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No Paper? If you fail to get your News- Record, telephone KI 2-5500 by 6 p.m. on weekdays or 8:30 a.m. on Sundays. NEWS-RECORD Weather Partly cloudy and humid through Tuesday -with isolated thundershowers. Low tonigti't in mid 70s. 66TH YEAR — NO. 43 Published Every Evening (Except Saturday) and Similar Morning by Miami Newspapers, Inc. MIAMI, OKLAHOMA, MONDAY, AUGUST 19, 1968 8 PAGES DAILY 10 CENTS — SUNDAY 15 CENTS MIAMI PLANE CRASH CLAIMS SIX LIVES Glenn Berry Factory Group Dies as Graft Plunges Into Field By PHILIP MALOCSAY Six persons—five of them from the Miami area—plunged to their deaths early this morning in the worst aircraft accident in local history. Piloted by 53-year-old Robert P. McGaw of Miami, the single-engine plane crashed shortly after' takeoff one-half mile west of the B. F. Goodrich plant. It was the first fatal accident involving aircraft from the Miami airport in nearly 20 years. Dead are the pilot, Robert P. McGaw. 53, of 327 Circle Drive; Ronnie Teaguc 27, of 2229 A northeast; Kenneth Fields, 29, of 2312 A northeast; Mrs. Charles Cooper, 29, of 2105 F northwest; Mrs. E. J. Yankowski, 47, Cardin, and Charles Haves,'29, of Crane, Mo. Five of the victims were key personnel at the Glenn Berry Manufacturing Co., Commerce, and the sixth, Charles Hayes, was plant manager of the G-B Manufacturing Co. of Crane, Mo., a sub-contrator for Glenn Berry. Robert McGaw was Glenn Berry's office manager; Ronnie Teague, plant manager; Mrs."Charles Cooper and Mrs. E. J. Yankowski, production line supervisors, and Kenneth Fields, shipping room foreman. The six had planned to attend a conference in Atlanta, Ga., concering governmental contracts. The craft was to refuel at Jonesboro, Ark. Stunned by the accident, Glenn Berry President Francis Heydt said, "It wounded us, but it won't kill us. We closed for the day and we'll close for the services. But we'll be open tomorrow." The clothing manufacturing SHATTERED FUSELAGE — Examining what remains of the fuselage of a Cessna 206 which carried six persons to their deaths here early today were Civil Defense-React members Kelly Crownover (left) and Larry Taiclet peisons TO rneir deaths here , ______ _ '.,.. . ' —Photos by Ed CraiR Of course, kids are in revolt in every generation, but at least our generation's mothers made us wash before we protested. Today, a man who hoards money isn't magician. a miser; he's a Thirty years ago: "Men Are Such Fools," starring Wayne Morris, Priscilla Lane and Humphrey Bogart, was showing at the Coleman theater. With temperatures hitting 99, electric fans were a hot item at Ed Millner's hardware store. They sold from $2.99 to $37.95. Alley Oop was riding high in the comics. The caveman and his pre-historic buddies looked as modern as they ever would. Other popular comic strips were Frecles and His Friends Boots and Her Buddies and Wash Tubbs. Out Our Way was also a regular feature. Core drilling to find a solid base for Grand River Dam was completed. • * * * ' GIVEAWAY ! Eight collie-shepherd puppies,; black and white.-" Roberta! Breaune, west of city. Tele-j phone KI 2-8883. Two Children Die in Flood Car of Blackwell Family Swamped BLACKWELL (AP) — Flood waters swept a Ponca City family's auto from a county road near Blackwell Sunday night and drowned the two small sons of Mr. and Mrs. James Crater. One of the boys' bodies was recovered late Sunday night. The search for the other child was halted at 1 a.m. and resumed today, recovered late Sunday night, Officers at Blackwell had not established which of the little boys was recovered. The boys were Jimmy, 5, and Billy, 4. The tragedy occurred when Crater's auto plunged into a Hood-filled valley on the county road at the edge of Blackwell known as the Blackwell-to-Ponca City shortcut. "When the car went into the dip, the water was so swift it pushed the car on out into that little pond," said Guy Ingmire, 25, one of several nearby residents who helped rescue the family. Water rushing across the road was flowing into a normally small pond that had been swollen by flood waters of the Chik- askia River. See FLOLD on page 3. Ike Remains Over 200 Reds ead in Battle Eisenhower remains in Sooners Solidly InHHH'sCamp OKLAHOMA CITY (AP) Oklahoma's delegation to the Democratic national convention which opens in Chicago next _ Monday, remains solidly behind *" Vice President Hubert Humphrey for the presidential nomination, a survey indicated today. Oklahoma has 58 delegates and only 41 votes, a fact which makes a fractional count inevitable. The state delegation favors Humphrey by a 53-to-4 margin over Sen. Eugene McCarthy with & one member undecided. Based * on the 41 vote total, this gives Humphrey 37.5 votes, McCarthy 2.8 votes 'and leaves ,7 of one vote undecided. The delegation has the power to invoke the unit rule after it arrives at the convention. If the unit rule is adopted, all 41 votes will go for the candidate favored by the majority, which § obviously would be Humphrey. Prediction of Warm, Grand Lake level: 740,82 Warm, windy weather was forecast for Oklahoma today and Tuesday, with possible light showers or. thundershowers in the east central and northeast today. Skies cloudy. The Weather would average partly Bureau said thunderstorms were expected in the extreme west Tuesday. A little cooler temperatures were expected in the far west Tuesday, Highs today were, expected to range from 92 to 100. Lows tonight should range from 62 in the panhandle to 76 in the southeast. Highs Tuesday were expected to range from the middle and upper 90s in the central and east. High temperatures Sunday ranged from the middle 80s in the Panhandle to the middle and upper 90s in the central and east. Former President Dwight D.j 'extremely critical" condition! Has suffered numerous episodes of irregular heart action since Sunday night, Army doctors reported today "T\/M-»*-,^*.r. nt- 1IT.-.14-A*. n I A ———. ~^_ , i J ' Doctors at Walter Reed Army Hospital said an electrical pacemaker, inserted earlier into the heart of the five-star general, had been removed after it failed to stop the spasms. The recurring irregularities, doctors said earlier, constitute a "constant and critical hazard" to Eisenhower's survival. . - -, The text of a morning medical bulletin: "General Eisenhower's condition remains extremely critical. The electrical pacemaker was removed late yesterday because of its demonstrated ineffectiveness after the initial-lew-hours. 'Since last night's bulletin numerous episodes of ventricular irregularity have occurred, most of only a few seconds duration but two requiring electrical conversion. "Despite this, the general remains alert, converses briefly, and enjoyed a small breakfast. He is visited briefly from time to time by members of the Appeal Voiced By Papandreou STOCKHOLM (AP) — Former Greek government minister and South Vietnamese soldiers andreas Papandreou appealed swept through the city today ».' Sfljl Of Combuf Area SAIGON (AP) — North Vietnamese troops slipped out of embattled Tay Ninh today after losing more than 200 dead in a series of blazing fights with allied troops, tanks and artillery in and around the key provincial capital Sunday. plant has had several contracts in recent years to produce military apparel. The accident occurred soon after the six-place, heavy duly plane took off from Miami Airport at 4:50 a.m. Mrs. McGaw, the pilot's wife, Heydt and airport manager G. F. Nelson Malocsay watched and heard the aircraft crash one mile from the airport. According to Malocsay, the plane made a normal takeoff and started its first left turn to leave the pattern. Then the J plane seemed to hesitate, it turned right, went into a steep bank and dived. The first turn out of pattern is usually made at an altitude of 400 feet. The plane completed a 180- degree turn toward the north the bodies were badly mangled. "It looks," he said, "like the plane power-dived straight the ground." Letcher said that pilot McGaw received a flight physical Attempt To End Demo Deadlock On Viet Spiked McCarthy Rejects Compromise Bid CHICAGO (AP)—Preliminary sparring for next week's Demor cratic National Convention opened today with Sen. Eugene tojj. McCarthy's campaign manager rejecting a compromise Vietnam platform the credentials plank while committee a key civil rights fight. As the platform committee hearings opened in Washington, educator Clark Kerr, head of the National Committee for a Political Settlement in Vietnam, examination June 18 "and was sought to settle in excellent condition." "There rights tiaht is a possibility that it was vertigo," he added. Vertigo, a condition sometimes associated with night flying, is caused by a loss of balance. Without being able to see' ur S ed McCarthy to drop his de- the ground, a pilot's sense of!™ an f . f °F ,, a 1 ? oa ! i , tion i° vern ; balance and direction sometimes becomes confused. He may sense, that he is climbing, diving or banking sharply, even though the aircraft is flying normally. A pilot suffering from vertigo ^ ment in South Vietnam and asked Vice President Hubert H. Humphrey to-agree'to a total halt in bombing of North Vietnam. Clark, McCarthy's manager, called must trust his flight instruments But Blair campaign err's proposal "thoroughly in- before nosing into a soybean and fly by them. An American armored column tne plant. field directly south of the B. F. Goodrich refuse dump, west of today to the world's democracies to aid "our noble fight" to liberate Greece from its military regime. Papandreou is a voluntary exile from his country and has accepted a position as an economics teacher at Stockholm University. He is chairman of the Panhellenic Liberation Movement, set up to coordinate anti regime forces outside and inside Greece. He said the recent assassination attempt on Greek Premier George Papandopoulos was "the voice of the Greek nation, whether one approves or not." "The junta has tried to limit the attention of the world to the assassination attempt," said immediate family, at his re- Papandreou, "but it has neg- quest. "Mrs. Eisenhower has remained calm during these past See IKE on page 3. lected to mention the many bombings that have occurred all over Athens — part of our broad and reported encountering no resistence. The battle for Tay Ninh brought to a pitch four days of hard fighting from the Mekong Delta north to Da Nang, that shattered a two-month lull in Uie ground war. U.S. officers in Tay Ninh said some 500 North Vietnamese regulars—mainstays of the attacking force—slipped out under the cover of darkness through an armored trap set up outside the city. The fighting in and around Tay Ninh—a city of 200,000 population, 45 miles northwest of Saigon—was considered serious by the allies, but military sources said it was too early to say whether it signaled the start of the third major offensive of the year threatened by the ene- The plane shattered on impact but did not burn. All of the bodies were thrown from the wreckage and one was found 100 yards north of the nearest my high command. Civil Defense officials arrived! on the scene first. Deputy Sher-| rif John Cone, Civil Air Patrol i members and Heydt and his Tire last previous fatal crash, in about 1950, killed three men southwest of Miami. Two light planes collided in mid-air. Mrs. Yankowski, wife of Edmund John Yankowski of Cardin, was born Sept. 30, 1920, at Racine, Mo. Sh e had. resided in Cardin most of her life and had been a Glenn Berry employe several years. She was a member of the Pentecostal church. Surviving in addition to her cwo sons, Tim and Bob, trekked! husband are two sons, Ron Yan- through deep mud to reach thelkowski of the home and a pros- 1 wreckage. Mud and two-foot-high soybean plants hampered body recovery. Bodies had to be car- 100 yards to am-: ried over bulances... Two FAA inspectors arrived here from Tulsa at 9 a.m. to!Cardin; two brothers, Jack pective ail-American junior college football player at Northeastern A,M. and Edmund John Yankowski Jr. of Kansas City, Kan.; a daughter. Miss Lou Ann Yankowski of the home; her mother, Mrs. Ollie Poor of investigate the accident. National transportation Saftey Board officials from Ft. Worth are expected to arrive this afternoon. No official statement on the cause of the accident has been Green of Picher and Steve Green, Cardin; a sister, Mrs. Nadine Goodrich, Carthage, Mo.; a half-sister, Mrs. Grace adequate—it is just not good enough." The McCarthy forces have made dear they will press for a floor fight unles sthey are successful in the platform group. Meanwhile, Humphrey, in this convention city for a round of speeches and interviews, pledged if elected he will do everything he can to end the war. "If I am permitted to become president and if by then there is no peace or cease fire I will'do everything in my power, -with honor, to bring peace to Southeast Asia," the vice president told some 500 members of the Brotherhood of Railway and Airline Clerks. The credentials group met meanwhile, in closed session prior to opening its public hearings with the Mississippi challenge, where the regular party group is being contested by a biracial delegation supported by both Humphrey and McCarthy. The Mississippi case is ex- Downs, San Francisco, and ajpected to be settled faster than grandson. ]the 18 other challenges, which issued. i Arrangements are pending atjinvolve various issues of racial Dr. Charles Lelcher, FAA ex-; the Paul Thomas funeral home discrimination, party loyalty ' See CRASH on page 3. | and the way in which delegates were picked. Nearly one-fifth of the convention's delegates and alternates could be affected. The hearings by the two committees provide the setting for the convention's main event, the See DEMOS on page 3. • J-L --.- ,^ widely ^scattered in;the pre-dawn crash personnel and ether volunteers participated in the search? , P.r«m. we* .1 Miami ,od.y. Oklahoma Group To Picket Wallace OKLAHOMA CITY (AP) — The leader of an Oklahoma City rights group said today his group will picket Alabama Goy. George Wallace's speech at the state fair arena Wednesday. Donald Allen, who said he was; one of the leaders of American* for Racial Equality, said about ! 100 persons had committed"; themselves to protest. , I. Wallace will speak at 8 p.m Wednesday at the state arena. He is seeking the pre«i- dency as a member of the American Party. '.\ ' Allen, a student at Oklahoma] State University, said his group plans to demonstrate inside the arena when Wallace speaks. "It's free," he said, "They; can't keep us out." ,, ; ,\; tafci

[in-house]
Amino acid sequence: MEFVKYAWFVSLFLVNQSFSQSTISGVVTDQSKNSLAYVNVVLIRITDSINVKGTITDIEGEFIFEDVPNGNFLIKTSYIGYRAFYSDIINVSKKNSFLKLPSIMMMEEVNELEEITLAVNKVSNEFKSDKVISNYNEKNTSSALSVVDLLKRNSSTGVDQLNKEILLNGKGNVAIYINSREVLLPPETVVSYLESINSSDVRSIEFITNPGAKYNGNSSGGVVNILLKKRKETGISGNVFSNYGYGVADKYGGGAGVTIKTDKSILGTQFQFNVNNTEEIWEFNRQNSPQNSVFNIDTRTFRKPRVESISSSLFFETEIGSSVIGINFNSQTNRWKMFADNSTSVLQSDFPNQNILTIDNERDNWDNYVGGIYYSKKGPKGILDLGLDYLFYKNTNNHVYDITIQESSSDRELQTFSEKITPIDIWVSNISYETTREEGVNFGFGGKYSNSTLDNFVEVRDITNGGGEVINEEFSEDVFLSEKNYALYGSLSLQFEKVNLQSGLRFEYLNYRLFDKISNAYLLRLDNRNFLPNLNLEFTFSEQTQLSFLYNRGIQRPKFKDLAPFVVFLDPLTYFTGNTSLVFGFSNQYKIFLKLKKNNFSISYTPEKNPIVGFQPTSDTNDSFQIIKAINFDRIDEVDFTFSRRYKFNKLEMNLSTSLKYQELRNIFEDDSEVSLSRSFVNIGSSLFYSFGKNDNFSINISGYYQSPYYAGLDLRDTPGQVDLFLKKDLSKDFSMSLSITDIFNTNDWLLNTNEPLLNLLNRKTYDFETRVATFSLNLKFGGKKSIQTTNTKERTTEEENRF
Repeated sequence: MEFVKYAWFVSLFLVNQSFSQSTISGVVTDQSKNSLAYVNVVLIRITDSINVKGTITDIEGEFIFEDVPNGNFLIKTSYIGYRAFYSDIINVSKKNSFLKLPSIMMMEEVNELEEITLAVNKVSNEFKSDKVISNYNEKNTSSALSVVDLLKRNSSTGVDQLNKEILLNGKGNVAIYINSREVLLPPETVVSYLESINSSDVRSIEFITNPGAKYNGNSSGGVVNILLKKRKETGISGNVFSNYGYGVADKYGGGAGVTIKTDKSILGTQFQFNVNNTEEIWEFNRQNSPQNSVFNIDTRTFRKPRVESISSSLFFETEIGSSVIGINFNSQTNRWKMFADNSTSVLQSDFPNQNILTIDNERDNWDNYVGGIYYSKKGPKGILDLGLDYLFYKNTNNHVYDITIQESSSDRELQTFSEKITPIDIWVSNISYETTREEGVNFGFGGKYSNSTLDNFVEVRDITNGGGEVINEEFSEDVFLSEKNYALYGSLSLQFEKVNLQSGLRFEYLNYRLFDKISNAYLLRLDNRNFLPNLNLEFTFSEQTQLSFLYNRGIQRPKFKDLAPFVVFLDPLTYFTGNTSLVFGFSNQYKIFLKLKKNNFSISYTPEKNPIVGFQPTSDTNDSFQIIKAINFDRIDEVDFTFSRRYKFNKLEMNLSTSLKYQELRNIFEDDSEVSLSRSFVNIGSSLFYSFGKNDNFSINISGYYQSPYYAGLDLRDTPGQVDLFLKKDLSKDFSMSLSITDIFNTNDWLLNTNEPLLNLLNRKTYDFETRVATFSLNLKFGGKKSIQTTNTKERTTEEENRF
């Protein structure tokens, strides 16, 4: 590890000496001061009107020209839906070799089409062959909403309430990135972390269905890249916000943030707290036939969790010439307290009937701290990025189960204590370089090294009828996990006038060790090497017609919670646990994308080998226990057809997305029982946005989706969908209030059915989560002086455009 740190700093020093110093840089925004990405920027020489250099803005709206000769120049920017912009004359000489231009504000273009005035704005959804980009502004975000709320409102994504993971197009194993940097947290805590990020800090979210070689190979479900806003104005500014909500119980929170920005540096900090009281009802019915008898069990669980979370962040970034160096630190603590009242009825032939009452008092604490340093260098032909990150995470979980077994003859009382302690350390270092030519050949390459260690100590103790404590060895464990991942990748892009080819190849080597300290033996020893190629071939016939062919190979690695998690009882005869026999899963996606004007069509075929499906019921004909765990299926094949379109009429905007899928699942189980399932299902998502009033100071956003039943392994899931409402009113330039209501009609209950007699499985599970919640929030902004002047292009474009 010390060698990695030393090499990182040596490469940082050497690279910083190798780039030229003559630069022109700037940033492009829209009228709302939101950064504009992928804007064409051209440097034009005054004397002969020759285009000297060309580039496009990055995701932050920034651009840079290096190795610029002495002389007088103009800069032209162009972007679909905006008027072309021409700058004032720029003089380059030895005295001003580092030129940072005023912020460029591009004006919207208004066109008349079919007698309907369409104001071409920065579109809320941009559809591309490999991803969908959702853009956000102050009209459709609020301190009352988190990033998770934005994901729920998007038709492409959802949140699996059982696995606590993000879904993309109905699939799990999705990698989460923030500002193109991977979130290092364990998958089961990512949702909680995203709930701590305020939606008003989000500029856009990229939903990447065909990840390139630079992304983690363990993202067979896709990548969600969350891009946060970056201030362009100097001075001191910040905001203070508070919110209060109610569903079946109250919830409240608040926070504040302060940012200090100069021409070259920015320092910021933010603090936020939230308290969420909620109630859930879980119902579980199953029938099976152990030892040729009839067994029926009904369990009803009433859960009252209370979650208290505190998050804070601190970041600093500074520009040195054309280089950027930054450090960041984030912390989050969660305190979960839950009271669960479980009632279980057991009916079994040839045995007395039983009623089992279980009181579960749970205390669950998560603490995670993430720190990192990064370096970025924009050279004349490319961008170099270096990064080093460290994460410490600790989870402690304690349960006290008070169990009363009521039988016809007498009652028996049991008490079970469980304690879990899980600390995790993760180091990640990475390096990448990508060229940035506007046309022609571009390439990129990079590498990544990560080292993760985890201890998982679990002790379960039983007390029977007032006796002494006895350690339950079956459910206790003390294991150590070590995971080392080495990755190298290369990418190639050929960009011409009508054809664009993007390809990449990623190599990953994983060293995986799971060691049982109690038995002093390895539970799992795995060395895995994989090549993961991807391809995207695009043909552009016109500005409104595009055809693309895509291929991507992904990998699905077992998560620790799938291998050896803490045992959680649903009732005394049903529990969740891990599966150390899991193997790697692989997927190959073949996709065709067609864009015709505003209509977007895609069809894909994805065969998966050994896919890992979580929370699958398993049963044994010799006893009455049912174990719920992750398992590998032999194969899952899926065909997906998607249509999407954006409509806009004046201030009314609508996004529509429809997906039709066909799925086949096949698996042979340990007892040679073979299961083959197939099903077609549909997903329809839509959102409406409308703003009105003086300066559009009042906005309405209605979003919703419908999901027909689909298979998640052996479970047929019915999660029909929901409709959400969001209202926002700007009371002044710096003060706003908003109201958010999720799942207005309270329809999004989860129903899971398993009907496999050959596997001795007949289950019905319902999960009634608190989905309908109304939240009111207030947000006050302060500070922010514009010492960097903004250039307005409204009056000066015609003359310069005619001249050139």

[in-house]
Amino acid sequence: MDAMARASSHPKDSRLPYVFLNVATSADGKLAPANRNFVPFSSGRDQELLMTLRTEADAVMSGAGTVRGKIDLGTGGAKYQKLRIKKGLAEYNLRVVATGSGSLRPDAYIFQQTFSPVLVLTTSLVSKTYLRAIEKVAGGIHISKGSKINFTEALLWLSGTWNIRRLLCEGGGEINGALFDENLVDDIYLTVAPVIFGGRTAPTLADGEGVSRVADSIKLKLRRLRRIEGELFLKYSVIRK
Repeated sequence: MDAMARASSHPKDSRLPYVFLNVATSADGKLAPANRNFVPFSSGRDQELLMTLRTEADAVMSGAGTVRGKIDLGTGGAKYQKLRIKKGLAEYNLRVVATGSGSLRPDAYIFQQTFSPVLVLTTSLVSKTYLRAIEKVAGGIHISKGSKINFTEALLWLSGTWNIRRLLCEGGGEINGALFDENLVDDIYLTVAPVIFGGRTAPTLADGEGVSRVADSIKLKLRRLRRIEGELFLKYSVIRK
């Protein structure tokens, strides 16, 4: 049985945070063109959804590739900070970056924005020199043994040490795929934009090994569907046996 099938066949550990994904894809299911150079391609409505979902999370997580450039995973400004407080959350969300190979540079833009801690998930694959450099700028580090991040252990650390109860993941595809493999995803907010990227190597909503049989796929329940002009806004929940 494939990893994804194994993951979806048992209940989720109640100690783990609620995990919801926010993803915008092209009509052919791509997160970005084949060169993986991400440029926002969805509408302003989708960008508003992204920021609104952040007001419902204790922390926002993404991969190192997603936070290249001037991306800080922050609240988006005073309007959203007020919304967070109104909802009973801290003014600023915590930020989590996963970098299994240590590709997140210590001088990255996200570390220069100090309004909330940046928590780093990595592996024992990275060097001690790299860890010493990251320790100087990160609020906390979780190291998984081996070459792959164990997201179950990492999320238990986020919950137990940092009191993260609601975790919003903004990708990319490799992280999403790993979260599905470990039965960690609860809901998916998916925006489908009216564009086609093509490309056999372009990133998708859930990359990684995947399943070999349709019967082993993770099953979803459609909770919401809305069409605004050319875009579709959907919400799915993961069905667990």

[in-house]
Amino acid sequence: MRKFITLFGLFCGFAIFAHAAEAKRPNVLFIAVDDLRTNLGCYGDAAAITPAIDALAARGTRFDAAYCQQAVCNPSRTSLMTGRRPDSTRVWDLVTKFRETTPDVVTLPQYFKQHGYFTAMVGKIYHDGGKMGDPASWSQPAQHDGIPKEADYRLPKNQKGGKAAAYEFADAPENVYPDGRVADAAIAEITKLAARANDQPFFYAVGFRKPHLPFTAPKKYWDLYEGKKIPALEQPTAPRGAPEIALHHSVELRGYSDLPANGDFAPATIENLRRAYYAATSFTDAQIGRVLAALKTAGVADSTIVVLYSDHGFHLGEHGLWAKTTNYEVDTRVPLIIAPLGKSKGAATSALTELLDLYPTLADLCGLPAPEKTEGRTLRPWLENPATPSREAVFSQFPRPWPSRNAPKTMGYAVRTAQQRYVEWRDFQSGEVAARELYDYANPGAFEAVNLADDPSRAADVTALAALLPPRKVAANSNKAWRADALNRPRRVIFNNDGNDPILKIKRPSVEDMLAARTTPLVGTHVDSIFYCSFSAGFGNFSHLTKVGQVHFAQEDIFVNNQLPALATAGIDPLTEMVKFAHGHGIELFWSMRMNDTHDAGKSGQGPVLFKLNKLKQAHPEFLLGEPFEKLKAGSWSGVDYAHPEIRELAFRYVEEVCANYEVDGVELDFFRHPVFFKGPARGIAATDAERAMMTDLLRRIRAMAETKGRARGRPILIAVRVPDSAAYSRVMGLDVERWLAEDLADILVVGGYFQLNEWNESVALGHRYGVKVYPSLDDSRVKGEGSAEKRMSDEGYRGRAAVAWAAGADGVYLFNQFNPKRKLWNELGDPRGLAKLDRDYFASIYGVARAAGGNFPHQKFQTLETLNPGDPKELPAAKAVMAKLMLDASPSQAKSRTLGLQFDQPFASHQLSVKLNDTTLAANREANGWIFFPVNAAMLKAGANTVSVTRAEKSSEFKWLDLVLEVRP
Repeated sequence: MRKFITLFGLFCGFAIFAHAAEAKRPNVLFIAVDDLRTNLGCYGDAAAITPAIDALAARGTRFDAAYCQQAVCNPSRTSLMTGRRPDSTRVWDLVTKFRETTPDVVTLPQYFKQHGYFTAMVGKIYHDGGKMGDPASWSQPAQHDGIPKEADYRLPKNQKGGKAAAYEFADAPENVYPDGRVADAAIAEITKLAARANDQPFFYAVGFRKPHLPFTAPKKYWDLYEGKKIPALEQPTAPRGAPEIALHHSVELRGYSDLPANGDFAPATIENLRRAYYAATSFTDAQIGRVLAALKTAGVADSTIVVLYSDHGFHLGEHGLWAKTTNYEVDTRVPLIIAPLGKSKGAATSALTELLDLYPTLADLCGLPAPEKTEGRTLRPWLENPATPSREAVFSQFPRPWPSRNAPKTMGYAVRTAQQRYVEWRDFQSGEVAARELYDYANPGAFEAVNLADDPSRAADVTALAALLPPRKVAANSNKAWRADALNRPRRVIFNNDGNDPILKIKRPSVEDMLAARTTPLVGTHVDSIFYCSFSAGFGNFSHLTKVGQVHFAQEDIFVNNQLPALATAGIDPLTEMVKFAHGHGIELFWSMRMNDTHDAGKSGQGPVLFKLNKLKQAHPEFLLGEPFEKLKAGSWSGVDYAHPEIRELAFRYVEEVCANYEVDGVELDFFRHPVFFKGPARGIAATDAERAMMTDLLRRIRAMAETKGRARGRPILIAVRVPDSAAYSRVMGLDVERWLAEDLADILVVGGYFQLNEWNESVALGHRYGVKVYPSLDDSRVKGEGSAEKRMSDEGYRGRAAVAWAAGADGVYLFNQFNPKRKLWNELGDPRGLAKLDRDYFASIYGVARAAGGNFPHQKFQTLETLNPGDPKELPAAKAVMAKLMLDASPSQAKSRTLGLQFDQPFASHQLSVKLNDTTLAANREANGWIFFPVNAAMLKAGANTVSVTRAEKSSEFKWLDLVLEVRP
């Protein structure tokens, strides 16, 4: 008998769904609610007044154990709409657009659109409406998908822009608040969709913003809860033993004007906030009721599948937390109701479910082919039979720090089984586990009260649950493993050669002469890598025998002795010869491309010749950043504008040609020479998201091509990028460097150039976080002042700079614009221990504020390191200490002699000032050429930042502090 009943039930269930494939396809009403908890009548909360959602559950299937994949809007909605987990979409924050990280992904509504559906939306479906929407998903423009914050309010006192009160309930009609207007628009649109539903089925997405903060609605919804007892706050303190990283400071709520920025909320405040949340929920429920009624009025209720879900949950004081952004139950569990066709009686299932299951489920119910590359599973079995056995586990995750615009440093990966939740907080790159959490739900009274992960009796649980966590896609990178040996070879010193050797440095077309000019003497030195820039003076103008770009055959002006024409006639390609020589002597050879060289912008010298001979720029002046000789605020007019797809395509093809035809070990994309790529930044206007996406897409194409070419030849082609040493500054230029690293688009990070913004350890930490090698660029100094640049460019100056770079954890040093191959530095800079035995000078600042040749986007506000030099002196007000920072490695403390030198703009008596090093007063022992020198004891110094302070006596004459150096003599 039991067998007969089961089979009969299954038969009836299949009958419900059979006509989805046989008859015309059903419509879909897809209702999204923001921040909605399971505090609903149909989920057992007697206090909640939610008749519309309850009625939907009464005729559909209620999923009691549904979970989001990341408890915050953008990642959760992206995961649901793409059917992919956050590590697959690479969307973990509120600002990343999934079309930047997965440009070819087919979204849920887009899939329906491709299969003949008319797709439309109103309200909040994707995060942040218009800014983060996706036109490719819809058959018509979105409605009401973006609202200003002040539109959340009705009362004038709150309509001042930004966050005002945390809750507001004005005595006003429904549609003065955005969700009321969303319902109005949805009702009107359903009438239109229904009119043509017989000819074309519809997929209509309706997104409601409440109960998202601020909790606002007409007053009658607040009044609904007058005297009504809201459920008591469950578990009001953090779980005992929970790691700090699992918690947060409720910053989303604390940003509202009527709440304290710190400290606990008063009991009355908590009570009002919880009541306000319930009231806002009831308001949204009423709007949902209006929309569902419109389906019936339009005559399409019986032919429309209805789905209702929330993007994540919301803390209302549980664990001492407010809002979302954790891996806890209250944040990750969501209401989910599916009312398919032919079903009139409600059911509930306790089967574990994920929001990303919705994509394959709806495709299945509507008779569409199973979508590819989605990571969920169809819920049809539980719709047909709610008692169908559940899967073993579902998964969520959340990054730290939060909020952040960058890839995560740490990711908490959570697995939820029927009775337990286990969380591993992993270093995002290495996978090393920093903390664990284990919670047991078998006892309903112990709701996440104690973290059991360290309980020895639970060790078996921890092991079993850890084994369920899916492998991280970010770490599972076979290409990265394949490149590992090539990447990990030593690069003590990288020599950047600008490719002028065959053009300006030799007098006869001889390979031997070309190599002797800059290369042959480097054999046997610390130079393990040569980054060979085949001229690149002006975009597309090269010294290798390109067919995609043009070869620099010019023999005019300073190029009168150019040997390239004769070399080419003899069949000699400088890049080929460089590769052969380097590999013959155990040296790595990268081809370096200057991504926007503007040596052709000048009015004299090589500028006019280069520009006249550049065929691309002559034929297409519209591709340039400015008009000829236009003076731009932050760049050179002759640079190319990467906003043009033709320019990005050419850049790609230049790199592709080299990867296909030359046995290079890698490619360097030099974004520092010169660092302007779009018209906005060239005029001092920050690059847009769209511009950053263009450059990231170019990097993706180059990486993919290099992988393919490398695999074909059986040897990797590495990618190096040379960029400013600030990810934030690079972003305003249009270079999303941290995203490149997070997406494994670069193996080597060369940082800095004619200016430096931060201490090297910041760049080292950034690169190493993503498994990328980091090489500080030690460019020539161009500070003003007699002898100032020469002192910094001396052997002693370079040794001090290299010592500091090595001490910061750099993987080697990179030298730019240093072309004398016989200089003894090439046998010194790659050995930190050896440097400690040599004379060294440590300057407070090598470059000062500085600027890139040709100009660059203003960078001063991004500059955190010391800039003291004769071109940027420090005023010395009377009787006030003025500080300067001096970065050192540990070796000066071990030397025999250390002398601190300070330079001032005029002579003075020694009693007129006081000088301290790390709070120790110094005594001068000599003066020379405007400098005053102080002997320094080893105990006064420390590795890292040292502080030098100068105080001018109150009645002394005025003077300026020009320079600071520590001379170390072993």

Clipped from
  1. Miami Daily News-Record,
  2. 19 Aug 1968, Mon,
  3. Page 1